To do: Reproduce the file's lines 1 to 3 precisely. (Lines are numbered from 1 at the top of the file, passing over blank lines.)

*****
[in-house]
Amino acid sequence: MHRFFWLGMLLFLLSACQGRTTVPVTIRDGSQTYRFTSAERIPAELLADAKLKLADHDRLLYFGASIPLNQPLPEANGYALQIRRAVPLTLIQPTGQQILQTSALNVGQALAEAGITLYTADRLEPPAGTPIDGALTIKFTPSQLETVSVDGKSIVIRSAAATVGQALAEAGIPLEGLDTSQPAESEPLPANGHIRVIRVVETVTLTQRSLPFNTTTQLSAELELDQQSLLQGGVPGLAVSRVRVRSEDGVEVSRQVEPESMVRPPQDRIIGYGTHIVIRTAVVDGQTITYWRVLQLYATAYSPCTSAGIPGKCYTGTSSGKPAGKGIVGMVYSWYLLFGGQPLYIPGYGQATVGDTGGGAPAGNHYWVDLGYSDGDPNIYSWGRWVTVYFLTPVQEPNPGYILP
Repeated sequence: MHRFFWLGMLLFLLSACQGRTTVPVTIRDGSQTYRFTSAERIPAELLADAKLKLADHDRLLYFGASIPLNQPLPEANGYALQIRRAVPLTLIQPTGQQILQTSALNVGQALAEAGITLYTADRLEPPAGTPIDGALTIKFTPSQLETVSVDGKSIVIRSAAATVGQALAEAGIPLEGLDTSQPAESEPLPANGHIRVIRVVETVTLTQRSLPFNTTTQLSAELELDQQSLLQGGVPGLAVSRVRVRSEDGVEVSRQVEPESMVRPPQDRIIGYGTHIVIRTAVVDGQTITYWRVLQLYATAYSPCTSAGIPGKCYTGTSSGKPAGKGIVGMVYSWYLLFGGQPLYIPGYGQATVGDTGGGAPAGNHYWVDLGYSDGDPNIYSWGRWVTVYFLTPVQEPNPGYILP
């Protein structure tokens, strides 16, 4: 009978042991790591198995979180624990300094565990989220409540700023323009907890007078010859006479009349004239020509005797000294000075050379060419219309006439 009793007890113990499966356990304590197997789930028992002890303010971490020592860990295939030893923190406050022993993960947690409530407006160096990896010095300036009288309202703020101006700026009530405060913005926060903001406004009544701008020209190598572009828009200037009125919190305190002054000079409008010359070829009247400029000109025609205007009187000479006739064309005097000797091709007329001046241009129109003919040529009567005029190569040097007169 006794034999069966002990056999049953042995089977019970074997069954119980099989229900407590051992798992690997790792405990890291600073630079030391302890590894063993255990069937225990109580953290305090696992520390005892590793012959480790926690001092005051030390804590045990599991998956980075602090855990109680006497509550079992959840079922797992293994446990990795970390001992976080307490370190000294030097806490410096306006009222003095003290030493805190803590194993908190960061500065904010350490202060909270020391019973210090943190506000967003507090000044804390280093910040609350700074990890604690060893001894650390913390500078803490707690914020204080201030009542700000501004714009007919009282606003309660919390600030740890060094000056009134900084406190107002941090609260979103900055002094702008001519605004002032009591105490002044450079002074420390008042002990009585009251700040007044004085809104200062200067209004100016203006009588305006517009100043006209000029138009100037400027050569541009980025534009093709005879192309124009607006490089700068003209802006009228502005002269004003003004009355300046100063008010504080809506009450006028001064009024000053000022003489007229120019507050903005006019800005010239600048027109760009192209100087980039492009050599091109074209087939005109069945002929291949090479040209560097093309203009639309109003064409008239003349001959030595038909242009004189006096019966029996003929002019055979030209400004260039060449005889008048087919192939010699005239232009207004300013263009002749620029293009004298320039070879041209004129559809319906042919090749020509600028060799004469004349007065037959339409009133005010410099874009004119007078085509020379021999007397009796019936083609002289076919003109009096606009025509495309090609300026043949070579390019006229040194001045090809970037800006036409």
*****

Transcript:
[in-house]
Amino acid sequence: MHRFFWLGMLLFLLSACQGRTTVPVTIRDGSQTYRFTSAERIPAELLADAKLKLADHDRLLYFGASIPLNQPLPEANGYALQIRRAVPLTLIQPTGQQILQTSALNVGQALAEAGITLYTADRLEPPAGTPIDGALTIKFTPSQLETVSVDGKSIVIRSAAATVGQALAEAGIPLEGLDTSQPAESEPLPANGHIRVIRVVETVTLTQRSLPFNTTTQLSAELELDQQSLLQGGVPGLAVSRVRVRSEDGVEVSRQVEPESMVRPPQDRIIGYGTHIVIRTAVVDGQTITYWRVLQLYATAYSPCTSAGIPGKCYTGTSSGKPAGKGIVGMVYSWYLLFGGQPLYIPGYGQATVGDTGGGAPAGNHYWVDLGYSDGDPNIYSWGRWVTVYFLTPVQEPNPGYILP
Repeated sequence: MHRFFWLGMLLFLLSACQGRTTVPVTIRDGSQTYRFTSAERIPAELLADAKLKLADHDRLLYFGASIPLNQPLPEANGYALQIRRAVPLTLIQPTGQQILQTSALNVGQALAEAGITLYTADRLEPPAGTPIDGALTIKFTPSQLETVSVDGKSIVIRSAAATVGQALAEAGIPLEGLDTSQPAESEPLPANGHIRVIRVVETVTLTQRSLPFNTTTQLSAELELDQQSLLQGGVPGLAVSRVRVRSEDGVEVSRQVEPESMVRPPQDRIIGYGTHIVIRTAVVDGQTITYWRVLQLYATAYSPCTSAGIPGKCYTGTSSGKPAGKGIVGMVYSWYLLFGGQPLYIPGYGQATVGDTGGGAPAGNHYWVDLGYSDGDPNIYSWGRWVTVYFLTPVQEPNPGYILP